Friday, May 22, 2015

#Startup Say No to a Customer Proudly

This is the story of yore. There are times when you hit a low while starting up or even in a mid-growth crisis - those days you would want to delete from your calendar.  Sometimes, your calendar looks like a blackhole - depressing.  
One of those days, I had asked a prospect to pay an advance - I normally take advance for work, but this was a crisis that I was bent on avoiding.  The compensation was to be against a new project, and he was all fine.  It was an honorable deal, and the customer seemed to understand. 
It cuts both ways - Customers have to be sensitive to startups' payouts
The following day and the next, the payment never came.  The prospect did not pick the call or return my messages - those were days of my crisis - as that was only way out I could think of to crossing the bridge without borrowing.  My anxiety grew and I tried reach him, I would admit, rather a little nervously. 
The customer finally responded after two days - by the time, I had found my way out somehow;  he said I was chasing unnecessarily and he had been 'busy', and I was overreacting.  I told him that my crisis had blown up, and I had been smithereens; and I sought help, and not alms.  The last thing I wanted was to be judged - as the advance was requested to help me blow over a crisis.  The customer said lets do business.  I refused.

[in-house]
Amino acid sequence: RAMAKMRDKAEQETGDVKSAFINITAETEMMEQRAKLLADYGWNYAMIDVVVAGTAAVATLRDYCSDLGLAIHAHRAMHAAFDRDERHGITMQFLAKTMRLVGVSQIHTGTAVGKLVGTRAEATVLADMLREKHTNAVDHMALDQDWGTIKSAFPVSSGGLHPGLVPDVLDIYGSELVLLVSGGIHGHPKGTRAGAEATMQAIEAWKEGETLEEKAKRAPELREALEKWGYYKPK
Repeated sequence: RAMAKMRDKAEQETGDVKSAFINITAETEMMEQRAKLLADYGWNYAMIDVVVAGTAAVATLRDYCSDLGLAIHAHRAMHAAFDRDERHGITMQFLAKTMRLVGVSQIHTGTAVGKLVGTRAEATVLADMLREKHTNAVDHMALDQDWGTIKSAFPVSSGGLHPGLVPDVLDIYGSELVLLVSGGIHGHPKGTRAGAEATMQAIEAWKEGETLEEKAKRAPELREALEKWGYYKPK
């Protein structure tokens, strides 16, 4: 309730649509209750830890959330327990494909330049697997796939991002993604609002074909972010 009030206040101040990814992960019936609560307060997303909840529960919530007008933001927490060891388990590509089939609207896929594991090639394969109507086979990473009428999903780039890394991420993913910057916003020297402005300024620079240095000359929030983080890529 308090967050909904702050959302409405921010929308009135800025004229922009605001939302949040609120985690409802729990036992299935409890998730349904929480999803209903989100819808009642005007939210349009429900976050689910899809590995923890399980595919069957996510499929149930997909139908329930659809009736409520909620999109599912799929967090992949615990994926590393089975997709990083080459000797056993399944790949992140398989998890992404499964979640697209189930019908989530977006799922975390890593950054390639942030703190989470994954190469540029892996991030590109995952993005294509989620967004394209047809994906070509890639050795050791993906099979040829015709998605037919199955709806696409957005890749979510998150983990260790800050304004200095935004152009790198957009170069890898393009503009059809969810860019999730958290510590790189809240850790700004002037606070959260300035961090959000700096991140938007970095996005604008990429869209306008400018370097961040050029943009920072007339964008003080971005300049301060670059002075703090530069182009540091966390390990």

I wrote an email regretting the inability to proceed, and withdrawing the request for advance.  After all, my terms of the deal was a help at the time I needed.  And for me, this was a failure of commitment - and I said 'no' to the customer proudly. Somehow the cloud passed on.
Has your customer breached a commitment?  How have you handled it?  Would be interesting to know. 
- Ashok Subramanian
(C) Cherunathury Tech  Ventures 2015


At May 25, 2015 at 5:44 AM , Anonymous Anonymous said...

Rather funny you say that you take advance, which means that you would not work on projects that await payments and that would leave you better off than others who work on credits. What is not understandable is that you asked the customer for advance for warding of a crisis that had to be bridged. How can you be in crisis if you work on simple terms of taking an advance?

At June 3, 2015 at 4:09 PM , Blogger Ashok Subramanian said...

Advance is always part some, and a financial commitment on part of a customer. The rest of the project is on milestone basis. The case in question - the crisis was triggered by a personal issue, and the advance is seen as a way out. The customer did commit and then rescind, and even letting go of the reason, yes, in principle, I work with customers who pay advance. Those are my business terms. Any issues with that?


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